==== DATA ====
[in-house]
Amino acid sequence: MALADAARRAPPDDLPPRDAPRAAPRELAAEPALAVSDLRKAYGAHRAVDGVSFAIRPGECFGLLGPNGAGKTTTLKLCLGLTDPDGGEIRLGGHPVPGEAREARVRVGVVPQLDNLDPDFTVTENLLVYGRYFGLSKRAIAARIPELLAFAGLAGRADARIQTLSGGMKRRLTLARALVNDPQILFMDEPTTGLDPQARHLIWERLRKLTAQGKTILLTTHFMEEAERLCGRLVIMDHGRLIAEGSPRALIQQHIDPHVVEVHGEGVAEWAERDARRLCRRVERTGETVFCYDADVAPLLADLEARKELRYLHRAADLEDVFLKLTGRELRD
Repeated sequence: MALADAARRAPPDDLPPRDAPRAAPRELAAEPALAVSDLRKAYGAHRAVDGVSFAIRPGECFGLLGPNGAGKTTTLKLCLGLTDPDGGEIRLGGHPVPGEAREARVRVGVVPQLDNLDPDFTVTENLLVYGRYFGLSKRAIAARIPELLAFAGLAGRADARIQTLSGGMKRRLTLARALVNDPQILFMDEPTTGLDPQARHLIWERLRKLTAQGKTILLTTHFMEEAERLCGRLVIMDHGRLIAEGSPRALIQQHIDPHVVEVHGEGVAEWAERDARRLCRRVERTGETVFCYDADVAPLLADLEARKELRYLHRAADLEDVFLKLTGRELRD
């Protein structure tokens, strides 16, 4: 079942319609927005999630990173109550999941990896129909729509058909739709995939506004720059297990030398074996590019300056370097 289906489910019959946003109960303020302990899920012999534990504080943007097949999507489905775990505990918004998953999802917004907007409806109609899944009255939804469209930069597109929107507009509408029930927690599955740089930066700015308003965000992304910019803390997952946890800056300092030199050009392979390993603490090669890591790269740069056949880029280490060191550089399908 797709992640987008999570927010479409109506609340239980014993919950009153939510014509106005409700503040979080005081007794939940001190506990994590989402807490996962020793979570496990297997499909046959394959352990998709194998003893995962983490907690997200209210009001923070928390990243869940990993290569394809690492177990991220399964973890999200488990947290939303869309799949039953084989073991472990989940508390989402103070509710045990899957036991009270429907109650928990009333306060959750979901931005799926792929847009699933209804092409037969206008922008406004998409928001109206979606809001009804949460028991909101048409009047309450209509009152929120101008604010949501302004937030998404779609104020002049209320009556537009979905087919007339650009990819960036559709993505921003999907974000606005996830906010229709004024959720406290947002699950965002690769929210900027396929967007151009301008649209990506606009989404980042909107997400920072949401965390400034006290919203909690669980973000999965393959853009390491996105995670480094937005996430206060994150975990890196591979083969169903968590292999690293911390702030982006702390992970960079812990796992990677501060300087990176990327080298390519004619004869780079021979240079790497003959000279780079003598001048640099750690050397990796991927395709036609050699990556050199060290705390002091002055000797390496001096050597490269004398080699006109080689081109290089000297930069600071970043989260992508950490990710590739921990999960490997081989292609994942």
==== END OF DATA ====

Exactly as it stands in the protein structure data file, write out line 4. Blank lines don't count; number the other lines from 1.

């Protein structure tokens, strides 16, 4: 079942319609927005999630990173109550999941990896129909729509058909739709995939506004720059297990030398074996590019300056370097 289906489910019959946003109960303020302990899920012999534990504080943007097949999507489905775990505990918004998953999802917004907007409806109609899944009255939804469209930069597109929107507009509408029930927690599955740089930066700015308003965000992304910019803390997952946890800056300092030199050009392979390993603490090669890591790269740069056949880029280490060191550089399908 797709992640987008999570927010479409109506609340239980014993919950009153939510014509106005409700503040979080005081007794939940001190506990994590989402807490996962020793979570496990297997499909046959394959352990998709194998003893995962983490907690997200209210009001923070928390990243869940990993290569394809690492177990991220399964973890999200488990947290939303869309799949039953084989073991472990989940508390989402103070509710045990899957036991009270429907109650928990009333306060959750979901931005799926792929847009699933209804092409037969206008922008406004998409928001109206979606809001009804949460028991909101048409009047309450209509009152929120101008604010949501302004937030998404779609104020002049209320009556537009979905087919007339650009990819960036559709993505921003999907974000606005996830906010229709004024959720406290947002699950965002690769929210900027396929967007151009301008649209990506606009989404980042909107997400920072949401965390400034006290919203909690669980973000999965393959853009390491996105995670480094937005996430206060994150975990890196591979083969169903968590292999690293911390702030982006702390992970960079812990796992990677501060300087990176990327080298390519004619004869780079021979240079790497003959000279780079003598001048640099750690050397990796991927395709036609050699990556050199060290705390002091002055000797390496001096050597490269004398080699006109080689081109290089000297930069600071970043989260992508950490990710590739921990999960490997081989292609994942």